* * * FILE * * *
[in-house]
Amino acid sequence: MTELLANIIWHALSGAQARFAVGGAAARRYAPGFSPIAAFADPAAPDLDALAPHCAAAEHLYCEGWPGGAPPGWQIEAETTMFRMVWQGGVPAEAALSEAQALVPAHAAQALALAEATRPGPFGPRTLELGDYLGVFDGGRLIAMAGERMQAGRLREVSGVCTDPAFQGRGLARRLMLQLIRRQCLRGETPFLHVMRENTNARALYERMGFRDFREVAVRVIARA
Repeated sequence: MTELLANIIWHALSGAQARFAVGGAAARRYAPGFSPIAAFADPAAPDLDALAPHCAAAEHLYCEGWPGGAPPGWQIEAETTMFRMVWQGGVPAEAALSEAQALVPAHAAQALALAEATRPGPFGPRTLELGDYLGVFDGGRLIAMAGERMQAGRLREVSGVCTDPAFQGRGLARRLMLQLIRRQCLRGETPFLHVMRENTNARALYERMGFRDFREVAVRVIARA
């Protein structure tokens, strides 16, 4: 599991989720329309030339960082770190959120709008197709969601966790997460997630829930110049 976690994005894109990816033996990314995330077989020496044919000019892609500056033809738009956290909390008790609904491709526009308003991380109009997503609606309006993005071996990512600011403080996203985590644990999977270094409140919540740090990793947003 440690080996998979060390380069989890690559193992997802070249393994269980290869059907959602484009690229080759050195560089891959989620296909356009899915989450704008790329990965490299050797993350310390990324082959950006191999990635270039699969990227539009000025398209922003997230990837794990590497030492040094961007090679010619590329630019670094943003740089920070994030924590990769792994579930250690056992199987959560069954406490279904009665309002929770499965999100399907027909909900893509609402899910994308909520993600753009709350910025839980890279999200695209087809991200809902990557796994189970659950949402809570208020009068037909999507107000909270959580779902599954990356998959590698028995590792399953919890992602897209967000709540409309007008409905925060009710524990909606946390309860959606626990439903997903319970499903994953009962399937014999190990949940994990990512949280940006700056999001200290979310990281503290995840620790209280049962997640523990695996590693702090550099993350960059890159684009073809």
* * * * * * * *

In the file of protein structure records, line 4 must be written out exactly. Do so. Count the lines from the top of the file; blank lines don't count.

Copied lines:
């Protein structure tokens, strides 16, 4: 599991989720329309030339960082770190959120709008197709969601966790997460997630829930110049 976690994005894109990816033996990314995330077989020496044919000019892609500056033809738009956290909390008790609904491709526009308003991380109009997503609606309006993005071996990512600011403080996203985590644990999977270094409140919540740090990793947003 440690080996998979060390380069989890690559193992997802070249393994269980290869059907959602484009690229080759050195560089891959989620296909356009899915989450704008790329990965490299050797993350310390990324082959950006191999990635270039699969990227539009000025398209922003997230990837794990590497030492040094961007090679010619590329630019670094943003740089920070994030924590990769792994579930250690056992199987959560069954406490279904009665309002929770499965999100399907027909909900893509609402899910994308909520993600753009709350910025839980890279999200695209087809991200809902990557796994189970659950949402809570208020009068037909999507107000909270959580779902599954990356998959590698028995590792399953919890992602897209967000709540409309007008409905925060009710524990909606946390309860959606626990439903997903319970499903994953009962399937014999190990949940994990990512949280940006700056999001200290979310990281503290995840620790209280049962997640523990695996590693702090550099993350960059890159684009073809």